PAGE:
It’s not a secret that many people believe Naruto kind of ruined its own worldbuilding.
The series, considered, one of the Big Three in otaku culture, set up an interesting and intricate story that paved the way for future Shonen.
Dragon Ball is considered the grandfather of Shonen – with reason – but Naruto arguably brought things into perspective when it came to characters, plot, action, twists, power structure, and storyline.
Indeed, it has given us so much. The problem is, it gave us too much.
Naruto’s worldbuilding ticked all the boxes but as the series progressed, those boxes collapsed in on themselves. The infinite power-ups, inconsistencies, unnecessary complications, contradictions and dismissal of its own rules, led to the destruction of its own world.
Masashi Kishimoto crafted a world that was imminently immersible, but then threw it all away.
This is not to say that Naruto isn’t a good series. It’s one of the best, which is why it is still so popular. But other series, like Naruto’s predecessor, Dragon Ball, and its successor, One Piece, win against it when it comes to worldbuilding. Let me break down why.
What is good worldbuilding? What do Naruto, DB, and OP have in common?
Worldbuilding is as important an element in a narrative art as character and plot. In fact, good worldbuilding envelops them, in a way that the setting, the premise, the characters, and the “rules” of the world are closely related and interdependent on one another.
Naruto, Dragon Ball, and One Piece are all marked examples of excellent worldbuilding, because Kishimoto, Toriyama, and Oda created definitive worlds for their stories that were at once:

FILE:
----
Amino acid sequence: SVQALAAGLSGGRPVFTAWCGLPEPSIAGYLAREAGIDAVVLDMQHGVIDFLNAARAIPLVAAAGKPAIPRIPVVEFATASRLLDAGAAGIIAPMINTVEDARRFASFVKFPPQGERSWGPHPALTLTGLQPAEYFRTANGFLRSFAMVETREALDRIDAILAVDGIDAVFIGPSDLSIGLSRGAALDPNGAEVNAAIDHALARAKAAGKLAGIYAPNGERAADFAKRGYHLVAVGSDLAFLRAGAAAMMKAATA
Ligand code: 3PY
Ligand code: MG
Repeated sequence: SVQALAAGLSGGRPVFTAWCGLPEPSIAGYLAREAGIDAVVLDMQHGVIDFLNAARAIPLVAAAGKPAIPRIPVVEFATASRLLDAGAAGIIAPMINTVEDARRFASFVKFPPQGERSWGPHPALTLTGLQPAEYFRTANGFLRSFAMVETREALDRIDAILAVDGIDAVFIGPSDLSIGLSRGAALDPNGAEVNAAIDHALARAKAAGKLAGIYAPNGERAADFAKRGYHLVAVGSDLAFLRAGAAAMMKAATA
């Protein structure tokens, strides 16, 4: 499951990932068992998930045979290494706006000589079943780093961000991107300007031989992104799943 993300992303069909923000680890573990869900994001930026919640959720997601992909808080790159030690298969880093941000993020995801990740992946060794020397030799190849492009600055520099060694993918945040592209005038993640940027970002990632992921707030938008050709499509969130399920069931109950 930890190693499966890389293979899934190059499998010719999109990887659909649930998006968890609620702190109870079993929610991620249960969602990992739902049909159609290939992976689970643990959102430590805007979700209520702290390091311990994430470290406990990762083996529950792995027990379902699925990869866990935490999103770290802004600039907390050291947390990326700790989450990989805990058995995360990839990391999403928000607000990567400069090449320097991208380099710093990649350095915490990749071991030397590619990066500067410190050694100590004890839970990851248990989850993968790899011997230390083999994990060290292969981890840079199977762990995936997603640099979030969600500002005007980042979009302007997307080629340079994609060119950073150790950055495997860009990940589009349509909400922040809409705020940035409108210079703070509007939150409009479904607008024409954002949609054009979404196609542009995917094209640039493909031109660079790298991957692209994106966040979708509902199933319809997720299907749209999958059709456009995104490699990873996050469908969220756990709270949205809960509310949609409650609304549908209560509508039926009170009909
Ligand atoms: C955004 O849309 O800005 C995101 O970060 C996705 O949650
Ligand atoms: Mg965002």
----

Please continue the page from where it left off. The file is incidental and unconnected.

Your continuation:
- deeply engaging and compelling,
- unique and imaginative,
- believable, and
- expansive and elaborately structured.
Their worldbuilding made us familiar with the physical laws of that world, its own hierarchy and mechanics of people physics politics and power.
Not just that, all 3 shows have worlds with their own maps, i.e., their very own geographical locations, topographical structures, and detailed histories of its lands and clans.
They not only establish the plot, characters, and themes with respect to the world, but also define the boundaries of that world, what is possible in the context of that universe and isn’t.
These are fantastical shows and that means they contain magic. But that doesn’t mean the magic is senseless and absurd. They follow their own magical systems, that are as real to that world as anything else.
But just as these systems have their reasonings they also have their limitations. For example, in One Piece, Devil Fruit users gain superhuman powers, but as a rule, they lose their ability to swim.
Where does Naruto go wrong compared to DB and OP?
The main thing that puts Naruto, DB, and OP apart with respect to worldbuilding is that while DB and OP stick to the limitations of their world, Naruto explicitly breaks all its rules.
It kept finding loopholes in favor of plot or character power scaling, ignored its original lore and premise, and brought in the device of dues ex machina so many times that the inner world of the characters and the outer world of the narrative lost their meaning.
How Naruto Destroyed the World it Created
Here’s the thing. Naruto was a series about ninjas. A few resurrections, nuclear explosions, and space-rocketing power boosts later, Naruto became about gods and aliens.
Things stopped making sense and the show, at its end, almost became a different entity from the series it started as. Here are some reasons why.
I. Illogical Power Boost: Naruto Becomes Over-Overpowered
Our protagonist – yeah, I’m talking about Naruto, not Sasuke, began as a Shonen archetypical flawed hero, an ostracized orphan with no real power but with the determination of becoming stronger with his hard work and training.
Of course we expect to see vast power scaling with protagonists – but nobody expected Naruto to become Jesus.
Naruto was supposed to be the underdog, but that concept is thrown out the window pretty soon.